Effigies of Napoleon became more common after the successes of his first Italian campaign. The meeting between the sculptor Charles-Louis Corbet and the young general can be dated with certainty to sometime between 5 December, 1797 – the day Bonaparte returned to Paris – and 4 May, 1798 – the day he left for Egypt. This meeting was organised with a view to sculpting a full-size bust of Bonaparte, commissioned by the Directory. The plaster cast went on display at the Salon of Year VI (opened on 17 July, 1798) with the title Portrait of General Buonaparte, done from life, with the added note that it was to be eventually produced in marble form for the Directory. And so, at the Salon of 1800, Corbet presented General Bonaparte, marble bust, executed on the orders of the Directory during the Egyptian campaign.
Although these two versions appear to have been lost, other plaster copies, signed and dated between Year VI and Year VIII (September 1797 to September 1800), can be found in collections belonging to, amongst others, Malmaison, Versailles, the Musée Carnvalet, the Musée de l’Armée, the Musée des Beaux-Arts de Lille, and the Musée Masséna in Nice. The bust was well received from the beginning, and the nineteenth century was to prove particularly favourable to it. Marble copies, produced by Iselin and Oliva, appeared during the Second Empire, and bronze casts – of varying sizes and intended for commercial purposes – were also smelted. The version that sits in the Fondation Napoléon collection belongs to this second category.
One of the earliest sculpted portraits of Napoleon – along with those produced by Ceracchi and Boizot – this bust is superior to them all. Bonaparte is depicted in his general’s uniform and face on, with the head turned slightly to the left. The treatment of the general’s overcoat – thrown with no little panache over the left-shoulder – is straight out of the great traditions of ceremonial sculpture. Bonaparte’s appearance is in keeping with the style of the period: a thin face – almost emaciated – with hollow cheeks, prominent chin, and long hair, tied back at the neck with a fringe hanging down around the temples and across the front.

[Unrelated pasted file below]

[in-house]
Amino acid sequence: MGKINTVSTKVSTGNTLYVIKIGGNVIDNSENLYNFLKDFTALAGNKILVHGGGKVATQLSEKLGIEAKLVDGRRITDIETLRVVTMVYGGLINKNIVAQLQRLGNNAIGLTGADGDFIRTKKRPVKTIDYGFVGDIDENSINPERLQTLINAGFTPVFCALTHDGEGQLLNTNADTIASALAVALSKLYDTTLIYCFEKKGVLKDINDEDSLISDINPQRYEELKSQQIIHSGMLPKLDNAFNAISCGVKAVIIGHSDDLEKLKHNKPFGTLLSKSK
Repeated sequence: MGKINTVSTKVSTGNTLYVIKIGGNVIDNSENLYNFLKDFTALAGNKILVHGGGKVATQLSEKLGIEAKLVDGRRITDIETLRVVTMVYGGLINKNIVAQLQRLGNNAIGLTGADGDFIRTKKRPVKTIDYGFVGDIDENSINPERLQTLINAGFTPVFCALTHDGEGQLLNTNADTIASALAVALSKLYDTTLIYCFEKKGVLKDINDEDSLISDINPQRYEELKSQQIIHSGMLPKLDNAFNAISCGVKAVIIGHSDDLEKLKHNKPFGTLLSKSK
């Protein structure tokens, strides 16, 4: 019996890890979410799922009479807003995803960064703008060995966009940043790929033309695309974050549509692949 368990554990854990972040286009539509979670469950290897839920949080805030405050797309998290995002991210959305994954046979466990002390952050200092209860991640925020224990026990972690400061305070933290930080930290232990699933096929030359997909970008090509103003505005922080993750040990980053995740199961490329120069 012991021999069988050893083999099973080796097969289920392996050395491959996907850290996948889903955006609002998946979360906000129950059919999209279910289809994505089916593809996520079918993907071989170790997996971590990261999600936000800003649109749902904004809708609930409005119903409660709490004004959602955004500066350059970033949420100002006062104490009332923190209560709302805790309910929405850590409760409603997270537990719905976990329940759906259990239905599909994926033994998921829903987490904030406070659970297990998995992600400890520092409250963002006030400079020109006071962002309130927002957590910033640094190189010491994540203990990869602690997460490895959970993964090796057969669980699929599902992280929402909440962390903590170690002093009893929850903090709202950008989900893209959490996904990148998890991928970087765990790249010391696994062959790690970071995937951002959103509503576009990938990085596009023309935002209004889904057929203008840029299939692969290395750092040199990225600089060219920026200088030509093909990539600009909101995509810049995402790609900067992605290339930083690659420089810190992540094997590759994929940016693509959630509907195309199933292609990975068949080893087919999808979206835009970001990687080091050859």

In this bust, Corbet depicts the victorious conquerer of Italy confronted by his own dreams of glory. This celebration of France’s hero in the flower of youth exudes the same triumphant energy seen in other early depictions of Bonaparte produced by Gros and David (external link in French). It was however to be the last such example. In 1802, Corbet updated the portrait in accordance with the physical and political evolution that his model had undergone. The First Consul, from life, presented at the Salon that year, is subsequently little more than a tidied-up, official version, stripped of the epic spirit that makes the original bust what it is.
Karine Huguenaud (tr. H.D.W.)